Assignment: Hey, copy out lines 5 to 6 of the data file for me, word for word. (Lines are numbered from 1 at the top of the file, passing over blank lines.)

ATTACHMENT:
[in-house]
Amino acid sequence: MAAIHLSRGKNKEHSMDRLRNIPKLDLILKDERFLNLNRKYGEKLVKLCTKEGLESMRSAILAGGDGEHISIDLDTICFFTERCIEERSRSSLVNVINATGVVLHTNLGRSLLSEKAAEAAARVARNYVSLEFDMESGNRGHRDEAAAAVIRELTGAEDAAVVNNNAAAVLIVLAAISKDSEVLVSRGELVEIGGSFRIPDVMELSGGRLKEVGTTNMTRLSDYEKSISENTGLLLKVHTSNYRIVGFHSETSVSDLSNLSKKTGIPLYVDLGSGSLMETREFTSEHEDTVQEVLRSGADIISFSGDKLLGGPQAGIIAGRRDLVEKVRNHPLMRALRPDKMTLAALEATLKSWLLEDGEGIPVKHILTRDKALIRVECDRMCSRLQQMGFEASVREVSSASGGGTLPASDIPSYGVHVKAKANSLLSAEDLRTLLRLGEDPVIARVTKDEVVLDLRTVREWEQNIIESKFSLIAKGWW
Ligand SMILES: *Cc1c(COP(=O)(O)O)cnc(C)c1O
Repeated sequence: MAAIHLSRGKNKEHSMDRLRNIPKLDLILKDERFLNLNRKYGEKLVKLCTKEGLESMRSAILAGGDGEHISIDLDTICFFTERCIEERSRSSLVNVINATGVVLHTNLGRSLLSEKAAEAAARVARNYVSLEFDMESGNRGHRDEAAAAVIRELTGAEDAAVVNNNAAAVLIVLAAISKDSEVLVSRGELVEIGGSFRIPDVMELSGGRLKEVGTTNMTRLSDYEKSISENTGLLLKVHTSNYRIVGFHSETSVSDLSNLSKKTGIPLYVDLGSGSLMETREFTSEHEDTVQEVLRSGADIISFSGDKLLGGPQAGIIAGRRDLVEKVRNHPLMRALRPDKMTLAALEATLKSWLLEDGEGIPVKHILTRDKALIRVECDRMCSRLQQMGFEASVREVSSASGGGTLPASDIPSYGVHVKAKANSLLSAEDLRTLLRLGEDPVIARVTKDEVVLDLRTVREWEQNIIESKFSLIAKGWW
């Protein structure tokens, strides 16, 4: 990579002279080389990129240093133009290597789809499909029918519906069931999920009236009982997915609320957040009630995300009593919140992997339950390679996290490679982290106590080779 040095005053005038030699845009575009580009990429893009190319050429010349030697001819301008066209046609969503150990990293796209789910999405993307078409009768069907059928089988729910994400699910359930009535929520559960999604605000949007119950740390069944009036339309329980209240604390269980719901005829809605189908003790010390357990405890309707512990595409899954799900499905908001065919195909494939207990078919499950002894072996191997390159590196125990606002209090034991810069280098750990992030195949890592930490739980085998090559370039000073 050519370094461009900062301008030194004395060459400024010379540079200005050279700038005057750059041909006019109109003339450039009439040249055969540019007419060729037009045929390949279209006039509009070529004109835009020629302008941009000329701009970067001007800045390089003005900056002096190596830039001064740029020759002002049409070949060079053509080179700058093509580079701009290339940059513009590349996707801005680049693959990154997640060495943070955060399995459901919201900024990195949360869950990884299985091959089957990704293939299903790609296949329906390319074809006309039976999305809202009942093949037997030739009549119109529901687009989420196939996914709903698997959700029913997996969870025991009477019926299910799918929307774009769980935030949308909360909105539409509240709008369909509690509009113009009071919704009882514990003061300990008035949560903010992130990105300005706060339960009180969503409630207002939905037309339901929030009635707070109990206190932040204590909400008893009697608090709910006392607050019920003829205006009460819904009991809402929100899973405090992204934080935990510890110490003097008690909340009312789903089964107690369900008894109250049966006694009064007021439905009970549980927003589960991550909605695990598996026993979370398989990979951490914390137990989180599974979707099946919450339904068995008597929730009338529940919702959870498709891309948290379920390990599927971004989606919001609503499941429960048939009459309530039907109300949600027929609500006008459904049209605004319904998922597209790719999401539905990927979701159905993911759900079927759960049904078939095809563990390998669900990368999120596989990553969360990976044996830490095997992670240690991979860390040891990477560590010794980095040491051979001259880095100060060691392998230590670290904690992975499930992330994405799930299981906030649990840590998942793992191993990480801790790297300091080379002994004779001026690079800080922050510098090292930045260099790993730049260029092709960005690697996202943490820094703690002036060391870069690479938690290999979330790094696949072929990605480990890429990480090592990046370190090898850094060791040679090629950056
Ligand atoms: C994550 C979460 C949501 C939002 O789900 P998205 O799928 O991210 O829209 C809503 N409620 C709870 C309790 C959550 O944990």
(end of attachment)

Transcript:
């Protein structure tokens, strides 16, 4: 990579002279080389990129240093133009290597789809499909029918519906069931999920009236009982997915609320957040009630995300009593919140992997339950390679996290490679982290106590080779 040095005053005038030699845009575009580009990429893009190319050429010349030697001819301008066209046609969503150990990293796209789910999405993307078409009768069907059928089988729910994400699910359930009535929520559960999604605000949007119950740390069944009036339309329980209240604390269980719901005829809605189908003790010390357990405890309707512990595409899954799900499905908001065919195909494939207990078919499950002894072996191997390159590196125990606002209090034991810069280098750990992030195949890592930490739980085998090559370039000073 050519370094461009900062301008030194004395060459400024010379540079200005050279700038005057750059041909006019109109003339450039009439040249055969540019007419060729037009045929390949279209006039509009070529004109835009020629302008941009000329701009970067001007800045390089003005900056002096190596830039001064740029020759002002049409070949060079053509080179700058093509580079701009290339940059513009590349996707801005680049693959990154997640060495943070955060399995459901919201900024990195949360869950990884299985091959089957990704293939299903790609296949329906390319074809006309039976999305809202009942093949037997030739009549119109529901687009989420196939996914709903698997959700029913997996969870025991009477019926299910799918929307774009769980935030949308909360909105539409509240709008369909509690509009113009009071919704009882514990003061300990008035949560903010992130990105300005706060339960009180969503409630207002939905037309339901929030009635707070109990206190932040204590909400008893009697608090709910006392607050019920003829205006009460819904009991809402929100899973405090992204934080935990510890110490003097008690909340009312789903089964107690369900008894109250049966006694009064007021439905009970549980927003589960991550909605695990598996026993979370398989990979951490914390137990989180599974979707099946919450339904068995008597929730009338529940919702959870498709891309948290379920390990599927971004989606919001609503499941429960048939009459309530039907109300949600027929609500006008459904049209605004319904998922597209790719999401539905990927979701159905993911759900079927759960049904078939095809563990390998669900990368999120596989990553969360990976044996830490095997992670240690991979860390040891990477560590010794980095040491051979001259880095100060060691392998230590670290904690992975499930992330994405799930299981906030649990840590998942793992191993990480801790790297300091080379002994004779001026690079800080922050510098090292930045260099790993730049260029092709960005690697996202943490820094703690002036060391870069690479938690290999979330790094696949072929990605480990890429990480090592990046370190090898850094060791040679090629950056
Ligand atoms: C994550 C979460 C949501 C939002 O789900 P998205 O799928 O991210 O829209 C809503 N409620 C709870 C309790 C959550 O944990």